In much traditional teaching theory, there is the idea that a student learns by listening, looking, reading, experiencing, or by other outside-in ways and then memorising that data. The teacher consolidates the lesson, synthesises the material or puts it together in new ways, which hopefully is seen via the creative process that lies within the student.

There is an internal creative process, but the evidence suggests that the method of teaching the synthesising and the creative process does not occur as often as it might with the various outside-in teaching or coaching methods.

What happens, more often than not, is an accumulation of more information, called knowledge, which in and of itself does not lead to discovery, real understanding, transformation of the mind, and renewal. This is why:

  • Many experience a quiet mind, inspiration and peace in the presence of their counsellor/coach/mentor, but struggle when they are elsewhere.
  • Many, while in a training program, experience the same and see life more positively, but soon after leaving that environment, they slip back into their old, less life-affirming habits of thinking, feeling and acting.
  • Many, while on a personal-development retreat or attending a self-help group, think, feel and act in a constructive, life-affirming way. On returning to their regular life and work, they slip back into thinking, feeling and behaving as they have for most of their life – in a much less constructive and life-affirming way.
  • Without an understanding of what is occurring in our mind – that is, experiencing The Realm of Possibility – we imagine that our experience has to do with our teacher, or we make up a story to explain why we have the experience, a story that attributes meaning to an external source.

Gaining a so-called intellectual understanding of Possibility and impossibility is not a transformative experience that generates the rebirth or renewal of the student.

Our need is to see beyond the already known. We need questions that stretch us and require us to see beyond our present level of understanding (awareness/consciousness). The process of vertical inquiry paves the way, via this reflection, to insight.

Following an insight, we can subsequently benefit from some limited teaching, but reconfirmation and the fleshing-out of the particular insight is best gained from our own further insights and personal revelations. Moreover, this confirmation includes being reminded that all the answers we seek are found within – not from our teacher.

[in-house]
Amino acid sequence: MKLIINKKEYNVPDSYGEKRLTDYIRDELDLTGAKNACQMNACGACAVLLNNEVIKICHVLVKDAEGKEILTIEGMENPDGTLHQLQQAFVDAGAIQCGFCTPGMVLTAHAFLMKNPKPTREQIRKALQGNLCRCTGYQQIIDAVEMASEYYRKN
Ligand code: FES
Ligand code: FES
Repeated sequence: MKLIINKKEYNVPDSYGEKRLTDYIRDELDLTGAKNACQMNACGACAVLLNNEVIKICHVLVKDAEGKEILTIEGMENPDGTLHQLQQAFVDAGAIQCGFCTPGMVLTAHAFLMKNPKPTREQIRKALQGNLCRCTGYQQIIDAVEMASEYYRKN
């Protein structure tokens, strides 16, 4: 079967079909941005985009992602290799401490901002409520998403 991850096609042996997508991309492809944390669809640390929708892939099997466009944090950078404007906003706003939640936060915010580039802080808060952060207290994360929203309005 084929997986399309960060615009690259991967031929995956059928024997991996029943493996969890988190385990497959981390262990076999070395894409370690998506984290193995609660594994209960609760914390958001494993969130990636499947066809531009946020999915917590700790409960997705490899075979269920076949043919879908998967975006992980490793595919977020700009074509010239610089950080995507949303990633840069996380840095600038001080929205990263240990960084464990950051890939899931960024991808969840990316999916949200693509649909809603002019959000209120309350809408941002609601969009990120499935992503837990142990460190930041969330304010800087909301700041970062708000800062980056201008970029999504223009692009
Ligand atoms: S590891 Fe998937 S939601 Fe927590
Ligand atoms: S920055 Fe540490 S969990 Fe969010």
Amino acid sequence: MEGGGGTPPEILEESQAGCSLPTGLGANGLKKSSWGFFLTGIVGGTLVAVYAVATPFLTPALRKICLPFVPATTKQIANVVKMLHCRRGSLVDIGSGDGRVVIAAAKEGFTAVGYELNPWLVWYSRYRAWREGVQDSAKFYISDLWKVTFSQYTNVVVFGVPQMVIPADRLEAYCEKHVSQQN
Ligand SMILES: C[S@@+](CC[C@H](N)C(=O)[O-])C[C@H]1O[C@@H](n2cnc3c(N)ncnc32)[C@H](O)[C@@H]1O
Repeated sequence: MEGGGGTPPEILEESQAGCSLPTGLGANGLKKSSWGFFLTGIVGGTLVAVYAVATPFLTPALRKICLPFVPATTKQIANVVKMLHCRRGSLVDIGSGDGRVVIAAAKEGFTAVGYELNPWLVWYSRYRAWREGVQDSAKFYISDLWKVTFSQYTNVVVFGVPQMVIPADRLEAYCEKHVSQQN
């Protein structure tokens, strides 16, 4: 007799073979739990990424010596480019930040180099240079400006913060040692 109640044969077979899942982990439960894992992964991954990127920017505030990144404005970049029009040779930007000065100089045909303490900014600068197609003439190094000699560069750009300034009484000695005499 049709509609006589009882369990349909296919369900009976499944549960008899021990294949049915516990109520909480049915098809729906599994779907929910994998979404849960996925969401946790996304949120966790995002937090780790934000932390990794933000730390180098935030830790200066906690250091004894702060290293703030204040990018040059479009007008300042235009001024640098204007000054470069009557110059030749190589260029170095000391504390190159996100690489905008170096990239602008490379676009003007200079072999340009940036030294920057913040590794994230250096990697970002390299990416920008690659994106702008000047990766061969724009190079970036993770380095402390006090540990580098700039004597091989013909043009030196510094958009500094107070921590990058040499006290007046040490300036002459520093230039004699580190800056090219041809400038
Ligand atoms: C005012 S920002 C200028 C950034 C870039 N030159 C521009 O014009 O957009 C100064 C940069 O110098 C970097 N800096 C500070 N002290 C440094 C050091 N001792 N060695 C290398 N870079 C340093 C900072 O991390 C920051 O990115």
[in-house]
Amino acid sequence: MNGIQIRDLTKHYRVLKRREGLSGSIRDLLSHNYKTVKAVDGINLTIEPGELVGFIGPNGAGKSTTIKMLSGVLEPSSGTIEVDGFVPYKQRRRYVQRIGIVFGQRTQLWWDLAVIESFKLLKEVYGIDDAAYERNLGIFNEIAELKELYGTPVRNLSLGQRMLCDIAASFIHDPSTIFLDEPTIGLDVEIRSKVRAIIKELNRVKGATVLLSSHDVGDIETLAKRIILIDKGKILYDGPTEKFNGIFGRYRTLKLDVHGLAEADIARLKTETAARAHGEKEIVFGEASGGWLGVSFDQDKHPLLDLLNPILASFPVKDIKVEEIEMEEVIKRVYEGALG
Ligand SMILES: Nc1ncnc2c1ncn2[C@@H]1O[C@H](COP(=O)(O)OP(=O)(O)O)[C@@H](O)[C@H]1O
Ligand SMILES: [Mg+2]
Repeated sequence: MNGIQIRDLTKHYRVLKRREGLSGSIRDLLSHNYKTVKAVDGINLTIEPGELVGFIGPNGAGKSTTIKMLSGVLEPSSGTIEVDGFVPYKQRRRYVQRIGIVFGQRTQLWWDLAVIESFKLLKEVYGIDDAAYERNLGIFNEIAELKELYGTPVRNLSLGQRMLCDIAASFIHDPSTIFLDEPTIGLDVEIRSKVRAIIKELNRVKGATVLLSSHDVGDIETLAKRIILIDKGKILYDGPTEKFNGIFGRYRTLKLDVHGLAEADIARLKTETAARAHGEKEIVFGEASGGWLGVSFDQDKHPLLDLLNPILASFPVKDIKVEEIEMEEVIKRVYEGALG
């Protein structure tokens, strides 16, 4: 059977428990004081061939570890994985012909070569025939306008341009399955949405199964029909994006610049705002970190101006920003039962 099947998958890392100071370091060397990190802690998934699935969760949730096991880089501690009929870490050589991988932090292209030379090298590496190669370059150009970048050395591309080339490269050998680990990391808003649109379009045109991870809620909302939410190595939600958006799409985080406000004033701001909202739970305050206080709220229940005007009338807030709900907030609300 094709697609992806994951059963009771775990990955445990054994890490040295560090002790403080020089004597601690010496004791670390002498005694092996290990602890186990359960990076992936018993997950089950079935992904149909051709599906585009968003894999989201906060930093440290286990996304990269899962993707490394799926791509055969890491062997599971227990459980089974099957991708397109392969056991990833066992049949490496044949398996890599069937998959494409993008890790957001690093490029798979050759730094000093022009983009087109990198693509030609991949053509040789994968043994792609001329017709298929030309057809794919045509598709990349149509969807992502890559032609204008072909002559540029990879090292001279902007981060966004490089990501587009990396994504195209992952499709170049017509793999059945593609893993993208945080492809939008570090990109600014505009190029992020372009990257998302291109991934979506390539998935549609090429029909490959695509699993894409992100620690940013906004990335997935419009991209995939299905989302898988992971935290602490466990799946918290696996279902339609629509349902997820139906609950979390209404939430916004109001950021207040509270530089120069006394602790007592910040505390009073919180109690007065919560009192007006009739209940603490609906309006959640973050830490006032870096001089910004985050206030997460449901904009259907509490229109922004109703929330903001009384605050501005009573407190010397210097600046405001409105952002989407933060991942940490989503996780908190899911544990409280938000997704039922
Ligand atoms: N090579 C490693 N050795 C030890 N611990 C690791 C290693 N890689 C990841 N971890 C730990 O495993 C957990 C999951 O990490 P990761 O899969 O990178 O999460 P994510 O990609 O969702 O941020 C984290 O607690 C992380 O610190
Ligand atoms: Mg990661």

It is the quality of our insights, and this alone, that leads to transformation, not the brilliance of the counsellor’s teaching or the depth of their understanding.


A vertical question is any question that directs attention away from us, the teacher, and towards the individual’s inner wisdom, understanding and innate common sense. After all, the value of a signpost lies in directing attention towards the destination. A vertical question evokes reflection in the individual, rather than an automatic or conditioned response from memory.

As said, it has us examining our unexplored assumptions about life. It is a question that assists in the process of helping us to see that we are the thinker and therefore the creator of our experience, and it leads us towards the nature of fresh Thought and Possibility. It plumbs the depths of our inherent understanding by releasing us from our conditioning and exploring our innate nature. From that realm of the unknown, original ideas emerge – novel ways of looking at old problems, new perspectives on long-held beliefs, a more life-enhancing reality.

Is there a risk of putting people into an analytical state with questions, rather than a reflective state? Yes. If a question draws on our memory, we will go into analysing, figuring out, and then back into circular thinking (unless the individual is already awake to what they are doing). If, on the other hand, a question evokes reflection, it will take us towards the unknown and The Realm of Possibility and seeing something new or experiencing a fresh take on something old.

When we are sick of sifting through the content of our memory, of endlessly raking over the coals (for some of us, our hell on Earth), vertical questions can unlock the gates to our psychological freedom and connect us with our natural health. That occurs when we see that we are creating our experience, moment-to-moment, via Thought. Coupled with that, we become acutely aware of the quality of our in-the-moment thinking.

Here is an example of a dialogue between me (‘JW’) and a fictitious client (‘KS’) that uses vertical inquiry effectively:

JW – ‘Kevin, you say you don’t understand what I mean by vertical inquiry.’

KS – ‘Yes, I don’t get it.’

JW – ‘What is it specifically about that term that you don’t get?’

KS – ‘I don’t get what you mean by the words “vertical” and “inquiry” put together in that way. It’s confusing.’

JW – ‘OK. Do you mind if I ask you a few questions?’

KS – ‘No. Go ahead.’

JW – ‘What does vertical mean to you?’

KS – ‘It means going straight up – going vertically.’

JW – ‘That’s what it means to me as well. And I know you understand what inquiry means, so what might vertical inquiry suggest?’

KS – ‘It would suggest a line of inquiry that goes up, straight up; but that doesn’t make sense. Up where?’

JW – ‘Yes. Good question. So, if we make an inquiry that takes a person’s thinking up – where won’t it be taking that person’s thinking?’

KS – ‘Well, it certainly won’t be down.’

JW – ‘Yes. And where else won’t it be taking that person’s thinking?’